New Report Finds Sexual Harassment Is A Big Problem In Jersey Schools [AUDIO]
A new study released by the American Association of University women finds almost half of all middle and high school students in Jersey and across the country experienced some kind of sexual harassment over the past year.
Psychologist Dr. Steven Tobias says it's not really surprising that 48 percent of kids in 7th to 12th grade complained of being groped, inappropriately touched, teased, or sent lewd photos, because "we're dealing with raging hormones, we're dealing with emerging sexual feelings, an awareness of sexuality - it's on these kids minds, so that's what they're going to do…any kind of teasing or aggressive behavior will often be put in sexual terms because - to be honest with you, that's what they're thinking about."
He says they also have a lot of feelings of insecurity at this age, as they try to figure out who they are, and "you know when you want to feel powerful, you put other people down because that makes you feel good…also at this age you have immature social judgment -kids really aren't thinking things through, really aren't controlling their emotional impulses as well as they need to or hopefully as they will as adults."
At the same time, Dr. Tobias points out "there's a lot of sexual references in television and music, and so I think kids are also sort of repeating the things that they hear…and then you have technology…it makes it much easier both to be exposed to sexual themes- pornography - and also it makes it much easier to say hurtful and inappropriate things…I think kids will do inappropriate things over the internet because they can't see the reaction of the other person, they can't see actually how hurtful it is to the other person."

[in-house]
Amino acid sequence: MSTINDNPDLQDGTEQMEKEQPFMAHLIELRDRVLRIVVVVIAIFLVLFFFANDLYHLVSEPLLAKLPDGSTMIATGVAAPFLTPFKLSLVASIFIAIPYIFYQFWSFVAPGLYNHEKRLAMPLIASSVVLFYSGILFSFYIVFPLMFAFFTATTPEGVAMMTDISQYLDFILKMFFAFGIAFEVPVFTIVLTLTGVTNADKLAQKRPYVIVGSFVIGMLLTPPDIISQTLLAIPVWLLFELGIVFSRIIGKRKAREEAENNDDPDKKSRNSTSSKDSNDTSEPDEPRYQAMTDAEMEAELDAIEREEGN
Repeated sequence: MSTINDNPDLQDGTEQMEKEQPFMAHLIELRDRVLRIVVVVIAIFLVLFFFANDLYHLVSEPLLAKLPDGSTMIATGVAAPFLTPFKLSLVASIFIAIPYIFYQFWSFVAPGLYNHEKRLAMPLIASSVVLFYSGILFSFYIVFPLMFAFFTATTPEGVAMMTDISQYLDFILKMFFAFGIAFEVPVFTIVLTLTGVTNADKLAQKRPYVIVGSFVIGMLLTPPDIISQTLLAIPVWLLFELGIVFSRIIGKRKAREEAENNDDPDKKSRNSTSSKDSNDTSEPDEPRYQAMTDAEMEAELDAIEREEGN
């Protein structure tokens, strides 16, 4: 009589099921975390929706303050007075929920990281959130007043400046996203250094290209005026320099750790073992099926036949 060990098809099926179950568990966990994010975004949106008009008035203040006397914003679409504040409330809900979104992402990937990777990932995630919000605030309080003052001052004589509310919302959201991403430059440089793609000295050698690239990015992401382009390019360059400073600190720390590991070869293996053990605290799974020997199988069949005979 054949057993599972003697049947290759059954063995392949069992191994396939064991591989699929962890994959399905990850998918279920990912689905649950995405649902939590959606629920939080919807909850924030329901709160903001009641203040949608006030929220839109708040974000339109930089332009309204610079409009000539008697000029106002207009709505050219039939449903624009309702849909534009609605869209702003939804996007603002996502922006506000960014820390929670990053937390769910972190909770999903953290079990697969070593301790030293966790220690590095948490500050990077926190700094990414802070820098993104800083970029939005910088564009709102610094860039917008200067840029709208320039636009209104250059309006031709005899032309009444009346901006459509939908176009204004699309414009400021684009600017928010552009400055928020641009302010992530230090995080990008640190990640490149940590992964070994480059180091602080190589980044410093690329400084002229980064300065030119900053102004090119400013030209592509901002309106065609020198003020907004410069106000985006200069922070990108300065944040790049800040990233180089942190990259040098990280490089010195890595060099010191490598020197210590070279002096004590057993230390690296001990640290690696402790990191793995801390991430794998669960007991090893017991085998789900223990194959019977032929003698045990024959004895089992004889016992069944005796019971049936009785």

He also says even on network TV shows these days, the dialogue is filled with overt sexual references and jokes, and "if it gets a laugh - if it's something that's going to gain you acceptance from your peers -if other people are going to think it's funny, of course you're going to do it."
Dr Tobias adds "it's great there's a growing awareness of the dangers of bullying, and I think if this whole issue of sexual harassment can be included within this broader concept of bullying - and we can have a clear message to kids that it won't be tolerated, that anything that's hurtful to another - whether it's aggressive, whether it's exclusionary or whether it's sexual in nature really isn't going to be tolerated - I think that's an important message for kids to get."
The report is available online.